Twaites J (2020). Physical Activity Recognition and Identification System.
Abstract: Physical Activity Recognition and Identification System
Background: It is well-established that physical activity is beneficial to health. It is less known how the characteristics of physical activity impact health independently of total amount. This is due to the inability to measure these characteristics in an objective way that can be applied to large population groups. Accelerometry allows for objective monitoring of physical activity but is currently unable to identify type of physical activity accurately.
Methods: This thesis details the creation of an activity classifier that can identify type from accelerometer data. The current research in activity classification was reviewed and methodological challenges were identified. The main challenge was the inability of classifiers to generalize to unseen data. Creating methods to mitigate this lack of generalisation represents the bulk of this thesis. Using the review, a classification pipeline was synthesised, representing the sequence of steps that all activity classifiers use. 1. Determination of device location and setting (Chapter 4) 2. Pre-processing (Chapter 5) 3. Segmenting into windows (Chapters 6) 4. Extracting features (Chapters 7,8) 5. Creating the classifier (Chapter 9) 6. Post-processing (Chapter 5)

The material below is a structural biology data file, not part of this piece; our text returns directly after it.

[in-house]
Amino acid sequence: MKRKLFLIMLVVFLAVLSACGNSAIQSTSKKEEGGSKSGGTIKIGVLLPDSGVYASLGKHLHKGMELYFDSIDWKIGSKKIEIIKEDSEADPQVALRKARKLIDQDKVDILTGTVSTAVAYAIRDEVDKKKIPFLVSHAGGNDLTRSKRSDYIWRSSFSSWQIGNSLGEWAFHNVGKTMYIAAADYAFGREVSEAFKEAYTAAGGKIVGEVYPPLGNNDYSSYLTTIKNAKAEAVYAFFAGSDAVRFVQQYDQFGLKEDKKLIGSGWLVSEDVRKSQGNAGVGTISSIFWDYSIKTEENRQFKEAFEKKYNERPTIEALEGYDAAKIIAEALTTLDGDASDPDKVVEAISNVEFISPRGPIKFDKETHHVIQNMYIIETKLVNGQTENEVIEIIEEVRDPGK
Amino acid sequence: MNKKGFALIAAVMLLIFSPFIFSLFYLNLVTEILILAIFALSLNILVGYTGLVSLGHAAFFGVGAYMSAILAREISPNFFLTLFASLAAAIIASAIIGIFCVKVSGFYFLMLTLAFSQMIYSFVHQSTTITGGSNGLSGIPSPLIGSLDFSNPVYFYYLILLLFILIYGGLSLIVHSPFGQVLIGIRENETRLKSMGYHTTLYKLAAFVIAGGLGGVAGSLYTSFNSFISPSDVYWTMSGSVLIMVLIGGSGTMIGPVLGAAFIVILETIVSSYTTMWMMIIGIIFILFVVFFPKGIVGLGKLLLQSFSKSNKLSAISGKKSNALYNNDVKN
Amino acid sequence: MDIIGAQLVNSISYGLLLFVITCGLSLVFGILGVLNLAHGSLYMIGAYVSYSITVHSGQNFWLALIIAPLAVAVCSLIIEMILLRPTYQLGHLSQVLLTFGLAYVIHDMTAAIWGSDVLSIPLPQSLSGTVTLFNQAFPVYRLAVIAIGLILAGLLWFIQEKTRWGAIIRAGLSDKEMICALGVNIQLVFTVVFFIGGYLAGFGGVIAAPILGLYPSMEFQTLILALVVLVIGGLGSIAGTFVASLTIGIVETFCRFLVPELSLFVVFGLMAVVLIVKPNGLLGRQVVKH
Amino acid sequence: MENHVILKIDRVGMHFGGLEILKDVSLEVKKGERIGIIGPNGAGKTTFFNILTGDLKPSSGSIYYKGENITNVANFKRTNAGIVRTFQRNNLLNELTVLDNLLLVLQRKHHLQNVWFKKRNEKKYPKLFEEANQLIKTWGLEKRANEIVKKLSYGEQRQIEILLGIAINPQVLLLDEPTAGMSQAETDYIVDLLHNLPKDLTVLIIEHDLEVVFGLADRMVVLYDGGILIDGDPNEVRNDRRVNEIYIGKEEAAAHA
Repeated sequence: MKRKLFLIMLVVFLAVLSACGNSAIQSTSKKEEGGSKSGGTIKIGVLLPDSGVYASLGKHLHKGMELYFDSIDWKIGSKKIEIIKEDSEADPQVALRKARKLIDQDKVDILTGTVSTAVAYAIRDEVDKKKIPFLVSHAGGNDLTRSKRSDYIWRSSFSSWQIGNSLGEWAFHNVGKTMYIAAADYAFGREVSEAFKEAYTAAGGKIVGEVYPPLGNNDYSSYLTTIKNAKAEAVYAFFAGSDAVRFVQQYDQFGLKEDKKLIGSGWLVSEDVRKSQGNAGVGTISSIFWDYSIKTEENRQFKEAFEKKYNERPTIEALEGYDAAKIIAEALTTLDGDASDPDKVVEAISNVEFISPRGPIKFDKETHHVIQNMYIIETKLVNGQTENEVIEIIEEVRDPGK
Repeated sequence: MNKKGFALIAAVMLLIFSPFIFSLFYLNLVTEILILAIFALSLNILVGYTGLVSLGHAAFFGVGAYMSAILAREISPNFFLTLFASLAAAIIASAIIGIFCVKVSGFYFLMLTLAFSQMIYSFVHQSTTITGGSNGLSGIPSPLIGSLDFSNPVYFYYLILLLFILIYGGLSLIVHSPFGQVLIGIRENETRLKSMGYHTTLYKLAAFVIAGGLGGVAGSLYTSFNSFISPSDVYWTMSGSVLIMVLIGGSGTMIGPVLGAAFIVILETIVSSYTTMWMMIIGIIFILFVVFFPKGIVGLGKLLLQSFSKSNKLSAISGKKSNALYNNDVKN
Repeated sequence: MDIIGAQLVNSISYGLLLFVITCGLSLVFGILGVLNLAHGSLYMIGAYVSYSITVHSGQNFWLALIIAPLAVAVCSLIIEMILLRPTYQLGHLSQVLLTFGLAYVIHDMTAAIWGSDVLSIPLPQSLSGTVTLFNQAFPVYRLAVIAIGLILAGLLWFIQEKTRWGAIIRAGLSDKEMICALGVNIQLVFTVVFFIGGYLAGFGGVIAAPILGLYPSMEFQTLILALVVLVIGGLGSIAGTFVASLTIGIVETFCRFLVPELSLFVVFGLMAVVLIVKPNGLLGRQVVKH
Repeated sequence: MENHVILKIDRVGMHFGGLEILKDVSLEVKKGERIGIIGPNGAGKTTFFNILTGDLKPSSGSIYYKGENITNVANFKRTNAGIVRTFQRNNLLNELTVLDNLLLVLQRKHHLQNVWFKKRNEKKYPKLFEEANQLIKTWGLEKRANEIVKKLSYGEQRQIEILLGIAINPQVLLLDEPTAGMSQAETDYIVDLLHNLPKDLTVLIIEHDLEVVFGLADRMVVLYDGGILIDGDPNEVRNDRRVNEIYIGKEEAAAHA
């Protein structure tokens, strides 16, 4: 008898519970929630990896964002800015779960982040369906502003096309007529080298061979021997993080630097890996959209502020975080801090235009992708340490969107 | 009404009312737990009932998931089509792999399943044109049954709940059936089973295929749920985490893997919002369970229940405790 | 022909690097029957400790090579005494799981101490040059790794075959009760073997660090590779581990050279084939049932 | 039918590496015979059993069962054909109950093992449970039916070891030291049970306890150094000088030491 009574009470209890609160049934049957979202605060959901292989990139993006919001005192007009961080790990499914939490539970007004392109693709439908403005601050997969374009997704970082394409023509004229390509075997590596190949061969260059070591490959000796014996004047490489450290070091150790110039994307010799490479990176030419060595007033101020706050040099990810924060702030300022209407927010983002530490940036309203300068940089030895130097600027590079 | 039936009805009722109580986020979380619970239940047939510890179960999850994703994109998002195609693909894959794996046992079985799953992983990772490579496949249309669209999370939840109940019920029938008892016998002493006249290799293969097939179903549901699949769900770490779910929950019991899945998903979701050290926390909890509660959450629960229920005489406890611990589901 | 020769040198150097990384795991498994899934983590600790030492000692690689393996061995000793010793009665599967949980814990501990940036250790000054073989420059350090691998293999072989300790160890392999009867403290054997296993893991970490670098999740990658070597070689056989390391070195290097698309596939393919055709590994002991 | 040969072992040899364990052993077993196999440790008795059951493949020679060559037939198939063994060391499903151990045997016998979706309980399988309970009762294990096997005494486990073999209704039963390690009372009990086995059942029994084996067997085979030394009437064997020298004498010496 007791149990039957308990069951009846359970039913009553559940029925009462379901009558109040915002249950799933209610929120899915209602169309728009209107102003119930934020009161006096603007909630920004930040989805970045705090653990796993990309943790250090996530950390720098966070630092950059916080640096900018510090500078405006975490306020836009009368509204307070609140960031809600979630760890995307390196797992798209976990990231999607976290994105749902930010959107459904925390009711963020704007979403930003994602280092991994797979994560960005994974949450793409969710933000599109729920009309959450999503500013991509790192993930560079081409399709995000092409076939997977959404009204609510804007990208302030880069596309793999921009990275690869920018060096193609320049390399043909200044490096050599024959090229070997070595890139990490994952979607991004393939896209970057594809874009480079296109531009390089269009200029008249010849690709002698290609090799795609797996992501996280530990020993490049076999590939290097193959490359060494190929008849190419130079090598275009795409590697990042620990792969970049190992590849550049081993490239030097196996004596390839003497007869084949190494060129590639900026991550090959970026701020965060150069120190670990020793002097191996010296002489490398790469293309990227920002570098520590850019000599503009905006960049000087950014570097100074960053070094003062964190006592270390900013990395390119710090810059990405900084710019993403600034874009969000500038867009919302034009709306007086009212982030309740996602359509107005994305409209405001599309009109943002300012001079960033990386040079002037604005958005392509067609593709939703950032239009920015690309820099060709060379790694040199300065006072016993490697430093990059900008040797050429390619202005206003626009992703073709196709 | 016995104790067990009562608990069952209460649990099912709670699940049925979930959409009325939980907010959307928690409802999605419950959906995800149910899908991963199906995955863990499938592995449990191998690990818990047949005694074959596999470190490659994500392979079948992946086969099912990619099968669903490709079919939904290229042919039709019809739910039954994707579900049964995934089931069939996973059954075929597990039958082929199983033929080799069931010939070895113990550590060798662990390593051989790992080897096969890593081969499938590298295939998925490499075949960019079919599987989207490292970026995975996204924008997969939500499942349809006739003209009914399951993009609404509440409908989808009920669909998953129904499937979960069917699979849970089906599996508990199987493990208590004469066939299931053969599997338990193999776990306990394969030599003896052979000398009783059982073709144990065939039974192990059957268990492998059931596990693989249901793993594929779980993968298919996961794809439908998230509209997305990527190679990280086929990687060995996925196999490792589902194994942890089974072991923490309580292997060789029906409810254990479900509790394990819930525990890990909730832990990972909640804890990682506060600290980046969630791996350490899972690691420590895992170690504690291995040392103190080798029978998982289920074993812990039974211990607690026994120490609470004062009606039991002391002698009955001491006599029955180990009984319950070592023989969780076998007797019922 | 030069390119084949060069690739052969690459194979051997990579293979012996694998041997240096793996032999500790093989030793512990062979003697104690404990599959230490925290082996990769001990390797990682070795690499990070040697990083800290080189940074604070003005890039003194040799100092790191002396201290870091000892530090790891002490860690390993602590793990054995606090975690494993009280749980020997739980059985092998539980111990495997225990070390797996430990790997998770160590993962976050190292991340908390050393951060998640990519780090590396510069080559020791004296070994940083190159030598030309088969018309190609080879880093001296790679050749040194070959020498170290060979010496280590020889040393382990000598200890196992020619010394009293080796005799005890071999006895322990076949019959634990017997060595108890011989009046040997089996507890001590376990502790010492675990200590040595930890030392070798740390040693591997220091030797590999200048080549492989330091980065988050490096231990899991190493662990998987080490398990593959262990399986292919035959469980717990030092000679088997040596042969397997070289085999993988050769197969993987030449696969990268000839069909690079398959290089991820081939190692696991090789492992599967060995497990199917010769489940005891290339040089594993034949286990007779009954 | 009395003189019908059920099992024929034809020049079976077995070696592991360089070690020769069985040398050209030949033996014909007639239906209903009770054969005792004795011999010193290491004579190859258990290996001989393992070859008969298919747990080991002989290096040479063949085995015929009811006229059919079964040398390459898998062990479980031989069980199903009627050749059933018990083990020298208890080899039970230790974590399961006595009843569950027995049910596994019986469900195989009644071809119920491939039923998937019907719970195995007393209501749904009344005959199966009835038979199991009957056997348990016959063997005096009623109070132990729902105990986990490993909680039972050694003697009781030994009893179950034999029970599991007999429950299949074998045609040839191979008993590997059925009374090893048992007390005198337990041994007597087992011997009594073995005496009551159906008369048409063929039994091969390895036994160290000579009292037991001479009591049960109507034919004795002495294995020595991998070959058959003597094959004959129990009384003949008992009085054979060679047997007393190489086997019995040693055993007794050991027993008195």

For each of these steps, methods were created and tested that allowed for a high level of generalisability without sacrificing overall performance.
Results: The work in this thesis results in an activity classifier that had a good ability to generalize to unseen data. The classifier achieved an F1-score of 0.916 and 0.826 on data similar to its training data, which is statistically equivalent to the performance of current state of the art models (0.898, 0.765). On data dissimilar to its training data, the classifier achieved a significantly higher performance than current state of the art methods (0.759, 0.897 versus 0.352, 0.415). This shows that the classifier created in this work has a significantly greater ability to generalise to unseen data than current methods.
Conclusion: This thesis details the creation of an activity classifier that allows for an improved ability to generalize to unseen data, thus allowing for identification of type from acceleration data. This should allow for more detailed investigation into the specific health effects of type in large population studies utilising accelerometers.